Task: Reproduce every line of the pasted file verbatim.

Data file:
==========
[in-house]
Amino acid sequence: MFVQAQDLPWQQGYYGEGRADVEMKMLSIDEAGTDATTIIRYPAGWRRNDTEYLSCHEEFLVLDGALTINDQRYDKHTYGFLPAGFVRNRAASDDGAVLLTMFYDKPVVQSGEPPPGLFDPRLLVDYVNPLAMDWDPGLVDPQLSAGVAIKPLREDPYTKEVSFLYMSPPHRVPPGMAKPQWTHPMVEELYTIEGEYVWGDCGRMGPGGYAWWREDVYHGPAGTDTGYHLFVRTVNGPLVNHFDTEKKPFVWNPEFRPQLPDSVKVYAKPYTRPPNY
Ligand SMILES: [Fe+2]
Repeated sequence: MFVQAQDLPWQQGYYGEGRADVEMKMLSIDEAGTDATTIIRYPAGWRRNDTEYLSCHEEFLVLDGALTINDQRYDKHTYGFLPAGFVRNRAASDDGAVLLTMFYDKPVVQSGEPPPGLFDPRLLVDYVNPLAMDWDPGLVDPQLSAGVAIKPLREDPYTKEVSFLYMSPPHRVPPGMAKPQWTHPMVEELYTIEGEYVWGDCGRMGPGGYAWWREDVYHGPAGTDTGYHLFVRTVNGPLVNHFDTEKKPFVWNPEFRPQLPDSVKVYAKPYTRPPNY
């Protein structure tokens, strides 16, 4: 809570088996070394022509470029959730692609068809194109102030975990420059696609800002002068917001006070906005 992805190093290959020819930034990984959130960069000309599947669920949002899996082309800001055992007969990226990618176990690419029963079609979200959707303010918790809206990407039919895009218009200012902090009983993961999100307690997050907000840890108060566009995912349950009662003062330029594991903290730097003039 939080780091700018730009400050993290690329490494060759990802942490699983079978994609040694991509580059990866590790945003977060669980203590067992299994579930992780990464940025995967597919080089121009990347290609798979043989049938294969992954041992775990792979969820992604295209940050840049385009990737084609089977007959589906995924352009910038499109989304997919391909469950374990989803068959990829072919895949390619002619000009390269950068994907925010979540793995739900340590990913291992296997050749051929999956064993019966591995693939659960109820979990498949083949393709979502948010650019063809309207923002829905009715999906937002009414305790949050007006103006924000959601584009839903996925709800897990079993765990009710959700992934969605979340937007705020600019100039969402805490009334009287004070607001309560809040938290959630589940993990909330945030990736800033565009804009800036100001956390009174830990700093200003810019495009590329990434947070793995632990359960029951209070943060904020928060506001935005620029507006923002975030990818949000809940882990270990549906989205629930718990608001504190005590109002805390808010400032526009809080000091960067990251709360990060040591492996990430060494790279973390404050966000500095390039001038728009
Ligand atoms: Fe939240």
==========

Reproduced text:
[in-house]
Amino acid sequence: MFVQAQDLPWQQGYYGEGRADVEMKMLSIDEAGTDATTIIRYPAGWRRNDTEYLSCHEEFLVLDGALTINDQRYDKHTYGFLPAGFVRNRAASDDGAVLLTMFYDKPVVQSGEPPPGLFDPRLLVDYVNPLAMDWDPGLVDPQLSAGVAIKPLREDPYTKEVSFLYMSPPHRVPPGMAKPQWTHPMVEELYTIEGEYVWGDCGRMGPGGYAWWREDVYHGPAGTDTGYHLFVRTVNGPLVNHFDTEKKPFVWNPEFRPQLPDSVKVYAKPYTRPPNY
Ligand SMILES: [Fe+2]
Repeated sequence: MFVQAQDLPWQQGYYGEGRADVEMKMLSIDEAGTDATTIIRYPAGWRRNDTEYLSCHEEFLVLDGALTINDQRYDKHTYGFLPAGFVRNRAASDDGAVLLTMFYDKPVVQSGEPPPGLFDPRLLVDYVNPLAMDWDPGLVDPQLSAGVAIKPLREDPYTKEVSFLYMSPPHRVPPGMAKPQWTHPMVEELYTIEGEYVWGDCGRMGPGGYAWWREDVYHGPAGTDTGYHLFVRTVNGPLVNHFDTEKKPFVWNPEFRPQLPDSVKVYAKPYTRPPNY
């Protein structure tokens, strides 16, 4: 809570088996070394022509470029959730692609068809194109102030975990420059696609800002002068917001006070906005 992805190093290959020819930034990984959130960069000309599947669920949002899996082309800001055992007969990226990618176990690419029963079609979200959707303010918790809206990407039919895009218009200012902090009983993961999100307690997050907000840890108060566009995912349950009662003062330029594991903290730097003039 939080780091700018730009400050993290690329490494060759990802942490699983079978994609040694991509580059990866590790945003977060669980203590067992299994579930992780990464940025995967597919080089121009990347290609798979043989049938294969992954041992775990792979969820992604295209940050840049385009990737084609089977007959589906995924352009910038499109989304997919391909469950374990989803068959990829072919895949390619002619000009390269950068994907925010979540793995739900340590990913291992296997050749051929999956064993019966591995693939659960109820979990498949083949393709979502948010650019063809309207923002829905009715999906937002009414305790949050007006103006924000959601584009839903996925709800897990079993765990009710959700992934969605979340937007705020600019100039969402805490009334009287004070607001309560809040938290959630589940993990909330945030990736800033565009804009800036100001956390009174830990700093200003810019495009590329990434947070793995632990359960029951209070943060904020928060506001935005620029507006923002975030990818949000809940882990270990549906989205629930718990608001504190005590109002805390808010400032526009809080000091960067990251709360990060040591492996990430060494790279973390404050966000500095390039001038728009
Ligand atoms: Fe939240």